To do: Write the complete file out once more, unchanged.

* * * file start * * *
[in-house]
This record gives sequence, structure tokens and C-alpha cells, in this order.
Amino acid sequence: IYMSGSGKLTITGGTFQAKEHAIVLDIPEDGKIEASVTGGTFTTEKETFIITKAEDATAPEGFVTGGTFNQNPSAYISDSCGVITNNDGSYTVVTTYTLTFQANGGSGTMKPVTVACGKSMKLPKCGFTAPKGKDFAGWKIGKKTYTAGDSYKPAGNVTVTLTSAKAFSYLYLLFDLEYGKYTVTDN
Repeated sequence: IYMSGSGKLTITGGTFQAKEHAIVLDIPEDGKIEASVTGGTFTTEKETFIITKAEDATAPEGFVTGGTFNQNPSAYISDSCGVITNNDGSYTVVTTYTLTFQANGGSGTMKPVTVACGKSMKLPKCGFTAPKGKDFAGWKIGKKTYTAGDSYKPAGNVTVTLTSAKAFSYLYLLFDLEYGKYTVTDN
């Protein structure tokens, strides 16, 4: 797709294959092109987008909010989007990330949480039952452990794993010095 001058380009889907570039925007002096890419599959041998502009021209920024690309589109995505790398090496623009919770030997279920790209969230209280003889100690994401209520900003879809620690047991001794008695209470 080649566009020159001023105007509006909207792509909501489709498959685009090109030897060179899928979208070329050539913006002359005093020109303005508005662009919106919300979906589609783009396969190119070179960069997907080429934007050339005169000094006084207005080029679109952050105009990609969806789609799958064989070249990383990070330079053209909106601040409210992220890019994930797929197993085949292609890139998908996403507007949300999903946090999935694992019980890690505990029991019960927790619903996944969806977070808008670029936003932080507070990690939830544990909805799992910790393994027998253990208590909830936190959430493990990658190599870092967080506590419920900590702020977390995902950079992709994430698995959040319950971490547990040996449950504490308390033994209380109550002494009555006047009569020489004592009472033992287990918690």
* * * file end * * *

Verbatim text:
[in-house]
This record gives sequence, structure tokens and C-alpha cells, in this order.
Amino acid sequence: IYMSGSGKLTITGGTFQAKEHAIVLDIPEDGKIEASVTGGTFTTEKETFIITKAEDATAPEGFVTGGTFNQNPSAYISDSCGVITNNDGSYTVVTTYTLTFQANGGSGTMKPVTVACGKSMKLPKCGFTAPKGKDFAGWKIGKKTYTAGDSYKPAGNVTVTLTSAKAFSYLYLLFDLEYGKYTVTDN
Repeated sequence: IYMSGSGKLTITGGTFQAKEHAIVLDIPEDGKIEASVTGGTFTTEKETFIITKAEDATAPEGFVTGGTFNQNPSAYISDSCGVITNNDGSYTVVTTYTLTFQANGGSGTMKPVTVACGKSMKLPKCGFTAPKGKDFAGWKIGKKTYTAGDSYKPAGNVTVTLTSAKAFSYLYLLFDLEYGKYTVTDN
């Protein structure tokens, strides 16, 4: 797709294959092109987008909010989007990330949480039952452990794993010095 001058380009889907570039925007002096890419599959041998502009021209920024690309589109995505790398090496623009919770030997279920790209969230209280003889100690994401209520900003879809620690047991001794008695209470 080649566009020159001023105007509006909207792509909501489709498959685009090109030897060179899928979208070329050539913006002359005093020109303005508005662009919106919300979906589609783009396969190119070179960069997907080429934007050339005169000094006084207005080029679109952050105009990609969806789609799958064989070249990383990070330079053209909106601040409210992220890019994930797929197993085949292609890139998908996403507007949300999903946090999935694992019980890690505990029991019960927790619903996944969806977070808008670029936003932080507070990690939830544990909805799992910790393994027998253990208590909830936190959430493990990658190599870092967080506590419920900590702020977390995902950079992709994430698995959040319950971490547990040996449950504490308390033994209380109550002494009555006047009569020489004592009472033992287990918690």